Friends Don’t Let Friends Read “21 Lessons of Hogwash”

I love books. Always have. Books are wonderful and magical and sacred. Few things will get my blood pressure up more than idiots who want to ban books, or worse, burn them. So it goes against my nature to tell someone NOT to read a book.

But sometimes that’s necessary. Today I came across a Facebook friend’s post that said she was getting ready to start 21 Lessons of Merlyn by Douglas Monroe.

My response was “Ack! No!”

Subtitled “A Study in Druid Magic and Lore” this book is supposedly based on a 16th century manuscript called The Book of Pheryllt. Only problem is, that book doesn’t exist. It is a near-total fabrication in the vein of Iolo Morganwy’s Bardas, another legendary fake. At least Morganwy’s fakery was mostly decent on its own merits. Monroe’s garbage is fabricated, ahistorical, misogynistic, and if you take his mistletoe recipes seriously, hazardous to your health.

Others have already skewered Monroe and his books. Here’s Isaac Bonewits offering (and I believe it was Isaac who first retitled the book 21 Lessons of Hogwash). Here’s Celticist Lisa Spangenberg’s piece on The Book of Pheryllt. Also on the Digital Medievalist website is this page by page listing of errors by Ceisiwr Serith, author of A Book of Pagan Prayer. And finally, here’s a review from the OBOD website, where OBOD Chosen Chief Philip Carr-Gomm says “one of the most widely read books on Druidry is unfortunately the worst.”

Why does it continue to sell? A lot of people simply don’t know enough to recognize it as crap. More importantly, it’s presented in a format that people want to be true: as hidden knowledge from a long-lost golden age. It’s an occult secret … but if you’ll just buy the book, they’ll let you in on it.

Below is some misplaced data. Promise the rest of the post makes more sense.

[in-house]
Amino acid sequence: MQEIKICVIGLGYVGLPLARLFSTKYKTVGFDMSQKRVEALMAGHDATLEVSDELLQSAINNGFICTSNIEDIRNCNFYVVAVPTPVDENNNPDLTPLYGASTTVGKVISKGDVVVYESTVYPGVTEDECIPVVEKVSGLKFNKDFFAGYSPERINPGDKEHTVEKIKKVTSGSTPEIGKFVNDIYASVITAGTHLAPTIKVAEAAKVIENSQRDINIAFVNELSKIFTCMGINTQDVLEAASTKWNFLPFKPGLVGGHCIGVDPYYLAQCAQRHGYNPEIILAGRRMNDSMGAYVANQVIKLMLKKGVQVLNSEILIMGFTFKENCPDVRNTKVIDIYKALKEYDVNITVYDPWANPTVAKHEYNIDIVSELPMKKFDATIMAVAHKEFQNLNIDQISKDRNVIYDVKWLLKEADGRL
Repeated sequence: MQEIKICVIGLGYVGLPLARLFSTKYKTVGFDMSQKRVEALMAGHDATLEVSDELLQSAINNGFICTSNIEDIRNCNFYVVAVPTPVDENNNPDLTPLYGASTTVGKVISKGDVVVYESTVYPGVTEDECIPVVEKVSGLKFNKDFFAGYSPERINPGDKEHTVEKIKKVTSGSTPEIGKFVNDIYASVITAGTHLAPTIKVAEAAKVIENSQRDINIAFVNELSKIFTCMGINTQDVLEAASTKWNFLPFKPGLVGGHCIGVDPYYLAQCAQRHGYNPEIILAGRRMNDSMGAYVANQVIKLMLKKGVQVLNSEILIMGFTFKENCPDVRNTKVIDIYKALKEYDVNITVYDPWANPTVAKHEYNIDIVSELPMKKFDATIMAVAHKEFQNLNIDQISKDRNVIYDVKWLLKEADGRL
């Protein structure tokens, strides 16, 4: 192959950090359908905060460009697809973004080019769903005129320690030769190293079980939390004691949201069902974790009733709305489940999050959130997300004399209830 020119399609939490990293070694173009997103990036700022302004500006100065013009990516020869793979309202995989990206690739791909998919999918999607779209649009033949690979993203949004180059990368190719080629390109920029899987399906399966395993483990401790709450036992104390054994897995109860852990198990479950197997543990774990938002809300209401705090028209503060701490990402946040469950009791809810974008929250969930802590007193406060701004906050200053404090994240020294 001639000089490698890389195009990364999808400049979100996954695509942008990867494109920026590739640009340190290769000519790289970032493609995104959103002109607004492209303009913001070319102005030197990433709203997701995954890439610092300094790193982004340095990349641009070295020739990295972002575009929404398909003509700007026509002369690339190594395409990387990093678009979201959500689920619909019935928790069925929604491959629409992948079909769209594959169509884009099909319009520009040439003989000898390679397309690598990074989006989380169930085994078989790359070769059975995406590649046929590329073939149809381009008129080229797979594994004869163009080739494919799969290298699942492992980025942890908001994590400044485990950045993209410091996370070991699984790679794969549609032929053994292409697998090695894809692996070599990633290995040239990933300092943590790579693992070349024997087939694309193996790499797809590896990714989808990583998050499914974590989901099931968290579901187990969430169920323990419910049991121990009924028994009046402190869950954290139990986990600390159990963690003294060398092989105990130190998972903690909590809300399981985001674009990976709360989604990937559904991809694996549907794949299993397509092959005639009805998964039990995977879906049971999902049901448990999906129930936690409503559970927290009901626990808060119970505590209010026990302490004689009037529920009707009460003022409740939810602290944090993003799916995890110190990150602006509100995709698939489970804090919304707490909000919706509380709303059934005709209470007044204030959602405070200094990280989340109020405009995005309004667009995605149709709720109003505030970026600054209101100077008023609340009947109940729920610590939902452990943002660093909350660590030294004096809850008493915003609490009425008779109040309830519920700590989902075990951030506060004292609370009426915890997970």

There are no occult secrets. There are only ineffable mysteries.

If you’re seriously interested in Druid magic and lore, start with a good introductory book by a knowledgeable Druid. From there you can go into the history of Druidry (what little of it we know), and into contemporary Druid beliefs and practices.

That’s where the real magic is. Not in the reading, but in the doing.

I’m happy to report my Facebook friend did a brief internet search and has taken 21 Lessons of Hogwash off her reading list. A disaster has been averted – it’s been a good day!

if you want real magic, look in wild places…
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About John Beckett

I’m a Druid in the Order of Bards, Ovates and Druids. I’m an ordained priest in the Universal Gnostic Fellowship. I’m the Coordinating Officer of the Denton, Texas Covenant of Unitarian Universalist Pagans. This year I’m also serving as a member of the Board of Trustees of CUUPS National. I’m a member of the Denton Unitarian Universalist Fellowship.

I write as a spiritual practice. It helps me organize my thoughts and work through ideas and concepts. It helps me evaluate my beliefs and practices against my core values and against what I know (or at least, what I think I know) to be true. It helps me interpret my experiences (religious and otherwise) in ways that are both meaningful and honest.

  • Julian

    Some of the material in the book (such as the "Charm of Making" in the chapter on awakening the dragon) actually come from the 1980s film "Excalibur"